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How accessible are our media collections?

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by Jonathan Manton | Wednesday, January 15, 2014
Open tape reel from Gerhard Samuel Collection, ARS.0049

During the fall of 2013, Stanford University Libraries (SUL) convened a working group to investigate the current state of access to audio and moving image materials held within its various collections, notably rare materials within its different special collections departments, along with those held at the Hoover Institution Library and Archives.

Following many weeks of investigation, the Media Access Working Group (MAWG) produced a report in December 2013 outlining its findings, along with various recommendations to help tackle the issues discovered. The group considered issues relating to use cases, copyright status, available technologies – including media streaming, and content usage.

MAWG discovered that SUL's ability to deliver archival media content to its patrons is falling short of current demand. It was estimated that less than 5% of Special Collections' (SPEC) holdings and less than 1% of Archive of Recorded Sound (ARS) items are online. Additionally, the systems and infrastructure currently employed for content discovery and delivery of the few media items that are available online were found to be fractured and out of date. 

Current systems at SUL were notably found to lack the the ability to effectively apply different levels of access rights for each stream in order to control which groups had access to any given item e.g public vs Stanford only access. Without the ability to provide restricted online access, the vast majority of digital / digitized media content is only available for access within the holding library's premises, or via a third party service, which may introduce risk.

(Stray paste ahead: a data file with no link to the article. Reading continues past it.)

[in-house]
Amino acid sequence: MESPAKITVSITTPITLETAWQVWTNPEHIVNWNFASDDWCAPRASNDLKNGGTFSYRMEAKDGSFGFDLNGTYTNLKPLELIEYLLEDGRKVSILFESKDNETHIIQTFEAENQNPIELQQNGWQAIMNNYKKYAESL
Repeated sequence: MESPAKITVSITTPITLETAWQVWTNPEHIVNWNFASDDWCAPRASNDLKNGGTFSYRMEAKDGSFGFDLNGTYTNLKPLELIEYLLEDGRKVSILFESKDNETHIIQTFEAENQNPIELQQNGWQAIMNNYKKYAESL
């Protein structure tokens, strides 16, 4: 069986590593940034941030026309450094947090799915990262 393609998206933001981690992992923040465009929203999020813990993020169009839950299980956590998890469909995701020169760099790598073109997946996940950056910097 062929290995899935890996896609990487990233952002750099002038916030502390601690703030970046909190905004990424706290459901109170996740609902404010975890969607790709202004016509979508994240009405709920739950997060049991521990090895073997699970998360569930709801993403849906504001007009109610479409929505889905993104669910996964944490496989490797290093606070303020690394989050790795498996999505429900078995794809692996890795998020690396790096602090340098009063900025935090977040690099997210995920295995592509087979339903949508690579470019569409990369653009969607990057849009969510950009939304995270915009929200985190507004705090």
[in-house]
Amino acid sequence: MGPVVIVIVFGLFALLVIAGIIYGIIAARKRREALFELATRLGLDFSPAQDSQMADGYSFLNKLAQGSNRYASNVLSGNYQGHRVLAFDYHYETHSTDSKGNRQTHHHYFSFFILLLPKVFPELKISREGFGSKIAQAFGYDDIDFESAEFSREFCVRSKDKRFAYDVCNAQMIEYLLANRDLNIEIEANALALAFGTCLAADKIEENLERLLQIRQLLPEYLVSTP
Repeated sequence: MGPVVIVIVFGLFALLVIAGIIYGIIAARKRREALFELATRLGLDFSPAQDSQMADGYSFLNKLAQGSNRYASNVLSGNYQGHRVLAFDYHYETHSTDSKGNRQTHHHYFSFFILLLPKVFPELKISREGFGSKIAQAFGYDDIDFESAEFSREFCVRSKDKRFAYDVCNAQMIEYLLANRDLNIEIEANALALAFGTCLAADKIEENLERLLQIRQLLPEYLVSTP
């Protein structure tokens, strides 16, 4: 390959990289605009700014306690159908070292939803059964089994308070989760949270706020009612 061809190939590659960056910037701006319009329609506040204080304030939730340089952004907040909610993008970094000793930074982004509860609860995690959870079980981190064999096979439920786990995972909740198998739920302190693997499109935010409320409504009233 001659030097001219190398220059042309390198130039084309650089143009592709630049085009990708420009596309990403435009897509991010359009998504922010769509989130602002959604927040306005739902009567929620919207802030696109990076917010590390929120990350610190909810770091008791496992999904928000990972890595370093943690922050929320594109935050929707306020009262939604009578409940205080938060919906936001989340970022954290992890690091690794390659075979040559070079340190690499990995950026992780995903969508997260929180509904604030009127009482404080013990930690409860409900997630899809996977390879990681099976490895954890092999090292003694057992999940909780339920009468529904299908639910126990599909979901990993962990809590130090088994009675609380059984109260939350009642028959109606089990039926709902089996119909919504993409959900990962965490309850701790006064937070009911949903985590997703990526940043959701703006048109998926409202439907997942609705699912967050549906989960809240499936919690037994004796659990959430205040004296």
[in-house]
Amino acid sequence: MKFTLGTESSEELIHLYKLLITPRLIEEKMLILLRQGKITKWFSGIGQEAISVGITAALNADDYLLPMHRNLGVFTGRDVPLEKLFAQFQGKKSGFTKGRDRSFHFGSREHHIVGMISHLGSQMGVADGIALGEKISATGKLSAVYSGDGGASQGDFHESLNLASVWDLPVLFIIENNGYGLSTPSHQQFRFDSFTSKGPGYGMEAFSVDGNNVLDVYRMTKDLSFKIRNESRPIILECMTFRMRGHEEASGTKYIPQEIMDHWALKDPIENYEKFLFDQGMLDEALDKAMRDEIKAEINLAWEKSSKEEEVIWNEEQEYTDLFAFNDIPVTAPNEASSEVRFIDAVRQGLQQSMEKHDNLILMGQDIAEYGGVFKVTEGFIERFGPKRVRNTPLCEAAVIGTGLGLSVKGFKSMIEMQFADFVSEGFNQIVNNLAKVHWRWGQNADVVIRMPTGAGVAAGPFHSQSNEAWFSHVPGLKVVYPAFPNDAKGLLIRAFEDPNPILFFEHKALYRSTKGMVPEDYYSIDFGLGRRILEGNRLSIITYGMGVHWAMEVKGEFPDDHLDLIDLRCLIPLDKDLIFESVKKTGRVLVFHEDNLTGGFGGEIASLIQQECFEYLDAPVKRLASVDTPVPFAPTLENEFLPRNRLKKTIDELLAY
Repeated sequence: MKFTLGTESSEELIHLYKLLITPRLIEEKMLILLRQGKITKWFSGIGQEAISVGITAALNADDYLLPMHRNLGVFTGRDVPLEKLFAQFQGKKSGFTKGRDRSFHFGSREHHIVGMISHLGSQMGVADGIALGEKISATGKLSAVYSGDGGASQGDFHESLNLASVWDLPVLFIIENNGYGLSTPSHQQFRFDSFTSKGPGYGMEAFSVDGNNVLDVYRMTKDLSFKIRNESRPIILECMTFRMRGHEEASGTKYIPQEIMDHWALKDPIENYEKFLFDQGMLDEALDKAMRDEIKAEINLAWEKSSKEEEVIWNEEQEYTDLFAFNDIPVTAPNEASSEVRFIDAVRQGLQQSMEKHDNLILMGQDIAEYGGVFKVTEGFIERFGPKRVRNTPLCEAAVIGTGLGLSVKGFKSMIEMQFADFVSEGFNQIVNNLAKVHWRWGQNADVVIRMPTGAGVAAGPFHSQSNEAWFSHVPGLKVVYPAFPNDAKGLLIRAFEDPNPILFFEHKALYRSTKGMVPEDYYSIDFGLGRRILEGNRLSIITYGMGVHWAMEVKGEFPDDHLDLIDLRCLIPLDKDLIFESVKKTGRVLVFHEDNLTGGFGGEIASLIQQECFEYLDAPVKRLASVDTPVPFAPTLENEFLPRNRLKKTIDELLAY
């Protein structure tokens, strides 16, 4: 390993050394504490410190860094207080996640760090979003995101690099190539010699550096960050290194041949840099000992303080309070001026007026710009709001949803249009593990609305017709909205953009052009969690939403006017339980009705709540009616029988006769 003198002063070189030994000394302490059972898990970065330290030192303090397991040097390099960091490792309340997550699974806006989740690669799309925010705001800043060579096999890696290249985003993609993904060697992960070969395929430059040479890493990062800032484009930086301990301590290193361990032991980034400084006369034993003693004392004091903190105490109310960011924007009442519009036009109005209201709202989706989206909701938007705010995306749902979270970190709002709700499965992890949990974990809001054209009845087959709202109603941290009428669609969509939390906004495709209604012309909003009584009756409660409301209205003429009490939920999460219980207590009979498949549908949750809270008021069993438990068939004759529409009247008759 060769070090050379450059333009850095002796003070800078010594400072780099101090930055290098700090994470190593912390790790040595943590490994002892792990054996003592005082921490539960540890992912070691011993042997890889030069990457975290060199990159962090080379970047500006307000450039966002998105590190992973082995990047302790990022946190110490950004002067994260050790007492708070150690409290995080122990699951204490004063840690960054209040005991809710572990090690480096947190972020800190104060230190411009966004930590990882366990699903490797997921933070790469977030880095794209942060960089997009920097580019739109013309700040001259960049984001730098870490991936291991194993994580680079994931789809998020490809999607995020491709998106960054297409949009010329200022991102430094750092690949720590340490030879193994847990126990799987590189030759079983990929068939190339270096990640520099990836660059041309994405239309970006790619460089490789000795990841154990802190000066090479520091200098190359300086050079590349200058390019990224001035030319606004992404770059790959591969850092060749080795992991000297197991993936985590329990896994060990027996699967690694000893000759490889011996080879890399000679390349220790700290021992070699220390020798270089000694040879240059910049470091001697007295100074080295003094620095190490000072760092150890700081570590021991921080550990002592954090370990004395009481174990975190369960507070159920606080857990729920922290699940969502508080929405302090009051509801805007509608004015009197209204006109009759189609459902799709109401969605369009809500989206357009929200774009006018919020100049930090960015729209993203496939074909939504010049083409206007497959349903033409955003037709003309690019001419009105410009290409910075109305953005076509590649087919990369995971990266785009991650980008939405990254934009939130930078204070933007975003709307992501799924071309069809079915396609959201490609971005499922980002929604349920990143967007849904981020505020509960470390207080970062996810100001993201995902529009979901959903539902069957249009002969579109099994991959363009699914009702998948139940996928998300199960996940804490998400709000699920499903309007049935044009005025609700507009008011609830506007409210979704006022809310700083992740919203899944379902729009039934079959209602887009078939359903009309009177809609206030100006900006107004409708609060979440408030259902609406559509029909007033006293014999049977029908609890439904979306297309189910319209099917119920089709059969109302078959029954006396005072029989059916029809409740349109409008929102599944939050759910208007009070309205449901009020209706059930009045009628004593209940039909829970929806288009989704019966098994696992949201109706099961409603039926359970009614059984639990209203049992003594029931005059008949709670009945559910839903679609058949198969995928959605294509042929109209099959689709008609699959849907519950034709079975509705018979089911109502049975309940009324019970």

MAWG's findings also reveal that an increasing amount of published, in-copyright material in SUL’s Media and Microtext department is rare, difficult to replace, and requires reformatting from video tape to digital formats for preservation and continued access. A streaming system with rigorous access controls is necessary in order for students, faculty and others to use this part of Stanford's collections in order to comply with copyright law.

Additionally, MAWG also established that the current system, coupled with constrained staffing levels, has led to a growing backlog of digital / digitized media items waiting to be accessioned into Stanford's digital library system, including the Stanford Digital Repository (SDR).

Following these findings, MAWG's primary recommendation is that SUL establish a robust, centrally managed system for its digital audio and video content, which needs to include rigorous access controls, strong workflows and reporting, and a successful mechanism for inputting descriptive metadata. Such a system, coupled with clear policies to aid SUL staff and patrons, would help to increase access and use of existing media by researchers both near and far. It will also help SUL attract new collections, better align content use with copyright law and donor agreements, and assemble a central corpus of content with unprecedented research potential.  

Other MAWG recommendations include conducting a survey of the Media and Microtext collection to determine the extent of at-risk items and improving SUL's ability to quantify and better understand the use by researchers of audiovisual content in our collections

The MAWG report will be used to inform planning for collection preservation and access in the coming months.

The Media Access Working Group members are: Michael Angeletti, Brandon Burke, Nathan Coy, Liisi Elgit, Anna Fishaut, Hannah Frost, Daniel Hartwig, Henry Lowood, Jonathan Manton, Bill O’Hanlon, and Geoff Willard. 

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